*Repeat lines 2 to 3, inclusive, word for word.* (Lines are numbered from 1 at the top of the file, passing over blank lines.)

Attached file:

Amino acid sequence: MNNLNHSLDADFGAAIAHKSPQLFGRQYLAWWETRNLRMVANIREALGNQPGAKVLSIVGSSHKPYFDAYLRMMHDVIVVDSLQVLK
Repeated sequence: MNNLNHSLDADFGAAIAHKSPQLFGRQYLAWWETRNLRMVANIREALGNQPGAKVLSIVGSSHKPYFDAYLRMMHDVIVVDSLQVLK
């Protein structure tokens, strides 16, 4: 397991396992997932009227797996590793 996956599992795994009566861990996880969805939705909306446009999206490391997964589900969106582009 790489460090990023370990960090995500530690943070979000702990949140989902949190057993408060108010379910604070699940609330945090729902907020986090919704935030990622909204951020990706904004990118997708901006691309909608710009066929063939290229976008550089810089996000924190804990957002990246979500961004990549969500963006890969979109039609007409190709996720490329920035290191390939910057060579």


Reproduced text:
Repeated sequence: MNNLNHSLDADFGAAIAHKSPQLFGRQYLAWWETRNLRMVANIREALGNQPGAKVLSIVGSSHKPYFDAYLRMMHDVIVVDSLQVLK
């Protein structure tokens, strides 16, 4: 397991396992997932009227797996590793 996956599992795994009566861990996880969805939705909306446009999206490391997964589900969106582009 790489460090990023370990960090995500530690943070979000702990949140989902949190057993408060108010379910604070699940609330945090729902907020986090919704935030990622909204951020990706904004990118997708901006691309909608710009066929063939290229976008550089810089996000924190804990957002990246979500961004990549969500963006890969979109039609007409190709996720490329920035290191390939910057060579």